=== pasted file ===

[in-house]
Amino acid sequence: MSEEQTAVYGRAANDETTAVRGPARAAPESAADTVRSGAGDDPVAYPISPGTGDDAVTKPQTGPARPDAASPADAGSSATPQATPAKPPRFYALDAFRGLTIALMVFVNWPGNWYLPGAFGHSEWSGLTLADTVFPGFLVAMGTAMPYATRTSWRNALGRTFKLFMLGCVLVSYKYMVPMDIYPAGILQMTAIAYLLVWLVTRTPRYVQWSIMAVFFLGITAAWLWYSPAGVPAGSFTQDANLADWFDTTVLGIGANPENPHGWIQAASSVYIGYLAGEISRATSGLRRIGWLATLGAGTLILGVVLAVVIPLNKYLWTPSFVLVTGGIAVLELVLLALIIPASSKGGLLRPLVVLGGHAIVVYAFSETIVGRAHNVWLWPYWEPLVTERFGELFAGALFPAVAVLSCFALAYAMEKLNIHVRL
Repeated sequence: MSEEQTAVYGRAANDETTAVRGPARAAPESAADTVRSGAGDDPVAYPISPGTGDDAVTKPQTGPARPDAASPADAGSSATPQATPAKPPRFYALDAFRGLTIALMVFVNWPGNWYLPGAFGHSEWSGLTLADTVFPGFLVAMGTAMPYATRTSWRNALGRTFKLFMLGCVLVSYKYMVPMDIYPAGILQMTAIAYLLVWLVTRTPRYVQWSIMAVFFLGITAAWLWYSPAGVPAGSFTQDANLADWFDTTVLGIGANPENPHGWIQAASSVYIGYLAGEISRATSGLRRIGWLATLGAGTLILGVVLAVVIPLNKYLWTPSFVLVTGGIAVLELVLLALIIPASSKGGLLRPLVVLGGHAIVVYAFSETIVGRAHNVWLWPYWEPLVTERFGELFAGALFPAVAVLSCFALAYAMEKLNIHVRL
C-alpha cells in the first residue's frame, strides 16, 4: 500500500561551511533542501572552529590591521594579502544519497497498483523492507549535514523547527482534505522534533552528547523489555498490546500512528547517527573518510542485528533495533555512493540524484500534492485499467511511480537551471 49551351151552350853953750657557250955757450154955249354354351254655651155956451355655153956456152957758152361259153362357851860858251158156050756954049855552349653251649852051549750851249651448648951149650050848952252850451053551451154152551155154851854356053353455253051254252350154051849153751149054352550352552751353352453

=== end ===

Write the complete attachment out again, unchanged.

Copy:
[in-house]
Amino acid sequence: MSEEQTAVYGRAANDETTAVRGPARAAPESAADTVRSGAGDDPVAYPISPGTGDDAVTKPQTGPARPDAASPADAGSSATPQATPAKPPRFYALDAFRGLTIALMVFVNWPGNWYLPGAFGHSEWSGLTLADTVFPGFLVAMGTAMPYATRTSWRNALGRTFKLFMLGCVLVSYKYMVPMDIYPAGILQMTAIAYLLVWLVTRTPRYVQWSIMAVFFLGITAAWLWYSPAGVPAGSFTQDANLADWFDTTVLGIGANPENPHGWIQAASSVYIGYLAGEISRATSGLRRIGWLATLGAGTLILGVVLAVVIPLNKYLWTPSFVLVTGGIAVLELVLLALIIPASSKGGLLRPLVVLGGHAIVVYAFSETIVGRAHNVWLWPYWEPLVTERFGELFAGALFPAVAVLSCFALAYAMEKLNIHVRL
Repeated sequence: MSEEQTAVYGRAANDETTAVRGPARAAPESAADTVRSGAGDDPVAYPISPGTGDDAVTKPQTGPARPDAASPADAGSSATPQATPAKPPRFYALDAFRGLTIALMVFVNWPGNWYLPGAFGHSEWSGLTLADTVFPGFLVAMGTAMPYATRTSWRNALGRTFKLFMLGCVLVSYKYMVPMDIYPAGILQMTAIAYLLVWLVTRTPRYVQWSIMAVFFLGITAAWLWYSPAGVPAGSFTQDANLADWFDTTVLGIGANPENPHGWIQAASSVYIGYLAGEISRATSGLRRIGWLATLGAGTLILGVVLAVVIPLNKYLWTPSFVLVTGGIAVLELVLLALIIPASSKGGLLRPLVVLGGHAIVVYAFSETIVGRAHNVWLWPYWEPLVTERFGELFAGALFPAVAVLSCFALAYAMEKLNIHVRL
C-alpha cells in the first residue's frame, strides 16, 4: 500500500561551511533542501572552529590591521594579502544519497497498483523492507549535514523547527482534505522534533552528547523489555498490546500512528547517527573518510542485528533495533555512493540524484500534492485499467511511480537551471 49551351151552350853953750657557250955757450154955249354354351254655651155956451355655153956456152957758152361259153362357851860858251158156050756954049855552349653251649852051549750851249651448648951149650050848952252850451053551451154152551155154851854356053353455253051254252350154051849153751149054352550352552751353352453